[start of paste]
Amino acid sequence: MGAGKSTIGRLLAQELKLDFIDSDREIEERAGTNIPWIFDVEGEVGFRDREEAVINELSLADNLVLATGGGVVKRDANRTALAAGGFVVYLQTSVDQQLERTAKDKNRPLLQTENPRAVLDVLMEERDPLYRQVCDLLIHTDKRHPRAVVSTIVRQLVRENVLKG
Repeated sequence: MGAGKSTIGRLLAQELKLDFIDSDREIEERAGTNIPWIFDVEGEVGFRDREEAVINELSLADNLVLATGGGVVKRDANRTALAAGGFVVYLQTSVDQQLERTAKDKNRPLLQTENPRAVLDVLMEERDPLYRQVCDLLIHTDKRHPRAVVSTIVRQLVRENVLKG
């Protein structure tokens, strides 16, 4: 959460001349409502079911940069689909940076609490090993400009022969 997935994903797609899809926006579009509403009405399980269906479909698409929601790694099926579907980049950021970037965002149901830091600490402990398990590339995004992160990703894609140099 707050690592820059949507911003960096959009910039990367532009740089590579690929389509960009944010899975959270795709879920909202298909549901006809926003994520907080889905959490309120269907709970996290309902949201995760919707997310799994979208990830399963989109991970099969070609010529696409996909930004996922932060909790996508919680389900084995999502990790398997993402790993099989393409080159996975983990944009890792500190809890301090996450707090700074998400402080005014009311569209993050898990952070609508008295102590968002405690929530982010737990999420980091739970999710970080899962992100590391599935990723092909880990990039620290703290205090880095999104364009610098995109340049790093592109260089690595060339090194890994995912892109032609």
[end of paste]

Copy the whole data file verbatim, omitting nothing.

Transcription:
Amino acid sequence: MGAGKSTIGRLLAQELKLDFIDSDREIEERAGTNIPWIFDVEGEVGFRDREEAVINELSLADNLVLATGGGVVKRDANRTALAAGGFVVYLQTSVDQQLERTAKDKNRPLLQTENPRAVLDVLMEERDPLYRQVCDLLIHTDKRHPRAVVSTIVRQLVRENVLKG
Repeated sequence: MGAGKSTIGRLLAQELKLDFIDSDREIEERAGTNIPWIFDVEGEVGFRDREEAVINELSLADNLVLATGGGVVKRDANRTALAAGGFVVYLQTSVDQQLERTAKDKNRPLLQTENPRAVLDVLMEERDPLYRQVCDLLIHTDKRHPRAVVSTIVRQLVRENVLKG
């Protein structure tokens, strides 16, 4: 959460001349409502079911940069689909940076609490090993400009022969 997935994903797609899809926006579009509403009405399980269906479909698409929601790694099926579907980049950021970037965002149901830091600490402990398990590339995004992160990703894609140099 707050690592820059949507911003960096959009910039990367532009740089590579690929389509960009944010899975959270795709879920909202298909549901006809926003994520907080889905959490309120269907709970996290309902949201995760919707997310799994979208990830399963989109991970099969070609010529696409996909930004996922932060909790996508919680389900084995999502990790398997993402790993099989393409080159996975983990944009890792500190809890301090996450707090700074998400402080005014009311569209993050898990952070609508008295102590968002405690929530982010737990999420980091739970999710970080899962992100590391599935990723092909880990990039620290703290205090880095999104364009610098995109340049790093592109260089690595060339090194890994995912892109032609």